When animals become parents, they often need to change their behaviors in ways that allow them to protect and ensure the survival of their offspring. What happens in the brain when an animal becomes a new parent?

In humans, even people who have not experienced pregnancy, such as fathers and adoptive parents, are able to experience behavioral changes. A new study by researchers from Chapman University demonstrates how the brain changes as birds, which do not undergo changes in physiology associated with pregnancy, experience the transition to becoming parental. The results show that as non-reproductive birds become parental, their brains mimic changes observed in female mice post-partum. The results reveal molecules that were not known to have a role in parental care in non-placental species and open new avenues for the understanding of the regulation of parental care across vertebrates. The study was published in the journal Scientific Reports on July 29.

The research makes use of an unusual characteristic of a domesticated bird, the Japanese quail. Over the course of being bred for more egg production, Japanese quail lost their parental behavior. Very few birds are spontaneously parental towards chicks. Interestingly, there is a simple procedure that can help these birds become parental. Dr. Patrícia C. Lopes, an assistant professor of biological sciences in the Schmid College of Science and Technology, induces the birds to become parental towards chicks so that she can study how their physiology, brain, and behavior change.

“If you place these birds in a nest box with small chicks overnight, most of them will show parental behaviors towards chicks the next morning! It was really striking to observe how birds that had no reproductive experience could transition to being parental so quickly,” Lopes said.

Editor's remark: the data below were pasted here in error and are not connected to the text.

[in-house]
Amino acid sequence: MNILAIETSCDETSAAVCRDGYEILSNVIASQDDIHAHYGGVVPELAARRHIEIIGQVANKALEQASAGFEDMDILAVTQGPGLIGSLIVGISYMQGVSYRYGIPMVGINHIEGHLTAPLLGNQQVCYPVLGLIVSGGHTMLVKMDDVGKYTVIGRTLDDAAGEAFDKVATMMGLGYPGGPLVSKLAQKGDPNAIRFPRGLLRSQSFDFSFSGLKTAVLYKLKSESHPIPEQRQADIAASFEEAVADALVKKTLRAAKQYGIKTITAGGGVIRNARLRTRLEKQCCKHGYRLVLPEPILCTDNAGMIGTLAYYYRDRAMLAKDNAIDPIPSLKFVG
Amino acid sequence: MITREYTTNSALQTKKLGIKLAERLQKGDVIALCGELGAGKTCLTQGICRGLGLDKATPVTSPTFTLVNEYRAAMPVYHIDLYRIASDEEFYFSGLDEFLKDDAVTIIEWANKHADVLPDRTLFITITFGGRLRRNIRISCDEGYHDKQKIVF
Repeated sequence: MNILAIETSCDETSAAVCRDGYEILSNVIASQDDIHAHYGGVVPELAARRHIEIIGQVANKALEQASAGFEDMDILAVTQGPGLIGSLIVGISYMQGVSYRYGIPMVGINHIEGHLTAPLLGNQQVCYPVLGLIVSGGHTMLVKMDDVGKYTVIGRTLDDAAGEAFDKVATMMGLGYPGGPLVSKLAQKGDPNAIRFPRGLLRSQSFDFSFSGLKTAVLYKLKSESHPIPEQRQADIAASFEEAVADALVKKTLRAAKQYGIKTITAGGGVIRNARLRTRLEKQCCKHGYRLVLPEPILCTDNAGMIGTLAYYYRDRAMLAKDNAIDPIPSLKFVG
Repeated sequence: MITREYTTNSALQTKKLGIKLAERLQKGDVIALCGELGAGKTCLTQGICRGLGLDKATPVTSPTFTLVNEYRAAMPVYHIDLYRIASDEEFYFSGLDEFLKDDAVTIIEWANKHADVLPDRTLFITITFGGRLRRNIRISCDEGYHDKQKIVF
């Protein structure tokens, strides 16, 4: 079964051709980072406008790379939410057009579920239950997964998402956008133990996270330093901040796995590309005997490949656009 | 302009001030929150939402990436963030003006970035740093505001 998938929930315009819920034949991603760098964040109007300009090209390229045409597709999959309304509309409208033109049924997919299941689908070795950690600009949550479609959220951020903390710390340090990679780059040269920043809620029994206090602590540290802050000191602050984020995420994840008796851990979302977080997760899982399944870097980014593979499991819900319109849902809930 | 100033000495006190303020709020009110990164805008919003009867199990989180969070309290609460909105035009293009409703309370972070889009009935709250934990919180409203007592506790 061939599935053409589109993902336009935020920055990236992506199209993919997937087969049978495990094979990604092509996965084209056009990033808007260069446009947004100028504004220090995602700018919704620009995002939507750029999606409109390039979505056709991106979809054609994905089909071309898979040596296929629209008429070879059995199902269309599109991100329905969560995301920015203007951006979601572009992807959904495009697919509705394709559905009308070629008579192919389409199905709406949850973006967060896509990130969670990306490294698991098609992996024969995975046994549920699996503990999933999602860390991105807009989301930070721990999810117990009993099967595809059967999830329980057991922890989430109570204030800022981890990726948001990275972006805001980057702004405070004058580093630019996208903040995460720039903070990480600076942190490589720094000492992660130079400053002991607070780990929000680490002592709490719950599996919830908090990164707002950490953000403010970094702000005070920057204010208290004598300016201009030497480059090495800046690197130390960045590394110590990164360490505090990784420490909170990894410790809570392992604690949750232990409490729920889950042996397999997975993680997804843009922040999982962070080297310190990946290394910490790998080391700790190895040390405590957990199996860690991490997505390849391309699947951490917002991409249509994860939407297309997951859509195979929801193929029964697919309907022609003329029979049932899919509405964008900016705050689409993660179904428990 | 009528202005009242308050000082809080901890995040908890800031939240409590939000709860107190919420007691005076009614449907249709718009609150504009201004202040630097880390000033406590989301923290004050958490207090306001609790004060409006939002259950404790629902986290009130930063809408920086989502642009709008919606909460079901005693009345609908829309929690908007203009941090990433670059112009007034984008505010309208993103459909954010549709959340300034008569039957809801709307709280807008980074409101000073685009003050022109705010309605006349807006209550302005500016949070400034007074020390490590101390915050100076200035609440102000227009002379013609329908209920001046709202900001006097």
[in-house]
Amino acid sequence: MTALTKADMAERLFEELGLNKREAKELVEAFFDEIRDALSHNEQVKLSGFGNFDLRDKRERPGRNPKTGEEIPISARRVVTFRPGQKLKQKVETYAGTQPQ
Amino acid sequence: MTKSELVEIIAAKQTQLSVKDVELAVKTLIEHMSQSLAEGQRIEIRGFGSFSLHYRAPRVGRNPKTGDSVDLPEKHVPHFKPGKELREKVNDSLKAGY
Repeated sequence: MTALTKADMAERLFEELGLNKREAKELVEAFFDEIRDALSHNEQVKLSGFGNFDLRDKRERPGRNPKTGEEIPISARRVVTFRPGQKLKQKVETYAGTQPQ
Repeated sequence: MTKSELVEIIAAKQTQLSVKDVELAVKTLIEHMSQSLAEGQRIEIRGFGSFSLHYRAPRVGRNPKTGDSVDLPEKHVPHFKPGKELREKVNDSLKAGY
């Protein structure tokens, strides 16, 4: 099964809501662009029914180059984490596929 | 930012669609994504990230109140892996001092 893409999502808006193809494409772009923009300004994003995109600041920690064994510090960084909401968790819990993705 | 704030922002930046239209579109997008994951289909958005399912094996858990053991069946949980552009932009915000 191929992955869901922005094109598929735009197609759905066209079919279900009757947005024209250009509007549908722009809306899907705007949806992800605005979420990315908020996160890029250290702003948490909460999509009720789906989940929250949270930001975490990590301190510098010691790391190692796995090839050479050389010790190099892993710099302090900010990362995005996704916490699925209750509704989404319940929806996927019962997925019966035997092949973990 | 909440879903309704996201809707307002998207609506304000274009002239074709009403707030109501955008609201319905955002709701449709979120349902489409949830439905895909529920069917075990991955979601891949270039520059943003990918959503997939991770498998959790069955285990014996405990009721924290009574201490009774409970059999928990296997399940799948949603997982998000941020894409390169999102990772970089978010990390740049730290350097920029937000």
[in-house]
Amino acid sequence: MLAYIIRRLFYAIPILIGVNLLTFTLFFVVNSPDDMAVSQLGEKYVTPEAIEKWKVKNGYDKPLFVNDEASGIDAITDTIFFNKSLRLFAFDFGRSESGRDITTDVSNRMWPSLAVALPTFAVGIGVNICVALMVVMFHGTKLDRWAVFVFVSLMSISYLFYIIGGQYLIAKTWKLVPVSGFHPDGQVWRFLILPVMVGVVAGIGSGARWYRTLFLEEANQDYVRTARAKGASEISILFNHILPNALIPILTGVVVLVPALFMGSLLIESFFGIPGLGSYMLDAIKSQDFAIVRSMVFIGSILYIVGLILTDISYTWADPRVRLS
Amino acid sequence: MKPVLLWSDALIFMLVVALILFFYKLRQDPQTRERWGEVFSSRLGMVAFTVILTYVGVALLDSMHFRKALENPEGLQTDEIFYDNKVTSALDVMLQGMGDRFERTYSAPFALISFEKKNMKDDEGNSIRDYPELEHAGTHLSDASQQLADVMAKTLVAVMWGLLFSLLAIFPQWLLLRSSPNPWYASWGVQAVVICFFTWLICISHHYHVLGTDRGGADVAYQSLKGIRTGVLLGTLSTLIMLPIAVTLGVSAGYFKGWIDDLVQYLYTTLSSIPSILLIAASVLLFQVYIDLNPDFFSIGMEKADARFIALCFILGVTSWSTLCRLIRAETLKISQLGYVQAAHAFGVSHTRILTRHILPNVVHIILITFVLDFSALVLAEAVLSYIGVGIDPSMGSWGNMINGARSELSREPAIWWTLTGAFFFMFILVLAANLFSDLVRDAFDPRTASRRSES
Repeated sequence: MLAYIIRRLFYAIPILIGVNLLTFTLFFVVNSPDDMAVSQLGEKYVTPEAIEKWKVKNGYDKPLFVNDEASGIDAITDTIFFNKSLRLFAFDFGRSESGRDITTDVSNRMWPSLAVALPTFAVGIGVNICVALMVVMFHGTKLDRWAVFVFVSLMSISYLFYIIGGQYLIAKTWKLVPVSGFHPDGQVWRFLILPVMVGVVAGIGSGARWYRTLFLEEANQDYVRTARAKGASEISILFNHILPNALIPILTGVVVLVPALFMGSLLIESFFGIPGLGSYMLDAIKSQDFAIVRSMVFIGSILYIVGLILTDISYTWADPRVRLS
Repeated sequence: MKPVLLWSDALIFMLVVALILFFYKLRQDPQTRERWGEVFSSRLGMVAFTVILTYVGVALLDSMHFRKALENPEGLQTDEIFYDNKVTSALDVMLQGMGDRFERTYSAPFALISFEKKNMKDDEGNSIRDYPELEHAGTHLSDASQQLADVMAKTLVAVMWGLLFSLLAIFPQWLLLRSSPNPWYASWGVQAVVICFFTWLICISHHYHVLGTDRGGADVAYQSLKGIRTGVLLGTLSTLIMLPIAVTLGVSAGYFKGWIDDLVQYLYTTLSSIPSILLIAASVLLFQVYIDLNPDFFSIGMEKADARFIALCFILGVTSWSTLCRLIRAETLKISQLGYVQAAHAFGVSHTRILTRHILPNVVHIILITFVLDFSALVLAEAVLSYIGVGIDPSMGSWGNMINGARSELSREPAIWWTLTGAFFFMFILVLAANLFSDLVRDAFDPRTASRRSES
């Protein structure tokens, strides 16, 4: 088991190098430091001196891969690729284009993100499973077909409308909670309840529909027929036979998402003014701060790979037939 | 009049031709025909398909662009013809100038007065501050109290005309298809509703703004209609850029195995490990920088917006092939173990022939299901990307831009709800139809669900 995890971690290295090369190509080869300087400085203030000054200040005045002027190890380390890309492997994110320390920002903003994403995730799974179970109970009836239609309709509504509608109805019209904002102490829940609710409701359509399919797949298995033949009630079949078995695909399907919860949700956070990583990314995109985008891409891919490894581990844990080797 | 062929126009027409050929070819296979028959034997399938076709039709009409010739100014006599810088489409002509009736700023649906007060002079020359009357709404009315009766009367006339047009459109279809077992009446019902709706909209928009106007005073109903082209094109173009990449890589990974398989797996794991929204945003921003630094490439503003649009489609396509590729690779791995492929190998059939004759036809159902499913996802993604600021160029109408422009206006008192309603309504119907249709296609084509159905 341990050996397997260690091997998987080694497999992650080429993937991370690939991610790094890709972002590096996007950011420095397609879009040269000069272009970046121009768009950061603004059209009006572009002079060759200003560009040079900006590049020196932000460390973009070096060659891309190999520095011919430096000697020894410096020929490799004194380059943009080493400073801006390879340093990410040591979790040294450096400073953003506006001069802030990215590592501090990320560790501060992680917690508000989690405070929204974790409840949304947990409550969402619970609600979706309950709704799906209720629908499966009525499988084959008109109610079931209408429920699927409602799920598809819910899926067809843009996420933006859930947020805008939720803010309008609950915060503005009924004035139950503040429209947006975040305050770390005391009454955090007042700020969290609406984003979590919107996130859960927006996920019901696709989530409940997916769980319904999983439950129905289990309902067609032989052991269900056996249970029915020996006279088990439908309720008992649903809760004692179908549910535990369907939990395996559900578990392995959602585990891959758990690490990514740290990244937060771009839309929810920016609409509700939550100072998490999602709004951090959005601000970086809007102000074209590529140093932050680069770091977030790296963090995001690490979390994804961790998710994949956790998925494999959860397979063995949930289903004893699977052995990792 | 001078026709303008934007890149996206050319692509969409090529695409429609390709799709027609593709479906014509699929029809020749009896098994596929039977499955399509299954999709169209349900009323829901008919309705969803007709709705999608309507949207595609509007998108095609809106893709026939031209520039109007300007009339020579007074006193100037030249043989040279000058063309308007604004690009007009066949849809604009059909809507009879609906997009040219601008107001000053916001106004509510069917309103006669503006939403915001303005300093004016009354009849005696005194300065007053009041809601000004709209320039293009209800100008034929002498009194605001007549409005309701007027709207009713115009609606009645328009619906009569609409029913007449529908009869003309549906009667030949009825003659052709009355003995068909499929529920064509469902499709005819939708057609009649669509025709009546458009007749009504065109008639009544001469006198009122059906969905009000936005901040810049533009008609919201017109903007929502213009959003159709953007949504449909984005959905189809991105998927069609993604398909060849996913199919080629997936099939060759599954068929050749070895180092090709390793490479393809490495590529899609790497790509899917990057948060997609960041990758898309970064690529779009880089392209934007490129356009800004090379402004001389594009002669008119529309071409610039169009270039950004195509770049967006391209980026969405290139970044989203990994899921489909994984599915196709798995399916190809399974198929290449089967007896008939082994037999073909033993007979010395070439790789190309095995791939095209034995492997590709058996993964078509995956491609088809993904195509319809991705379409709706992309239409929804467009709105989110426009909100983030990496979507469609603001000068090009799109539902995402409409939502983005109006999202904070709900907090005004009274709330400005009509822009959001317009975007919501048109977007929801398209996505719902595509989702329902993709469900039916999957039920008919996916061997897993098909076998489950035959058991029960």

Using this setup, Lopes and postdoctoral fellow Dr. Robert de Bruijn studied the molecular differences in the brain of non-breeding birds that spent the night with chicks relative to those that did not. They were surprised to find that very few differences could be detected, but the major molecules that were different also appear to be important in regulating parental behavior and parental aggression in mice.

“It is exciting to observe these similarities between animals that have placentas and those that do not because it might indicate that these mechanisms are evolutionarily conserved. However, we do not yet know the full story. We will continue studying these molecules to understand more precisely how they might support parental behaviors,” Lopes concluded.

The research was funded by the Grand Challenges Initiative at Chapman University.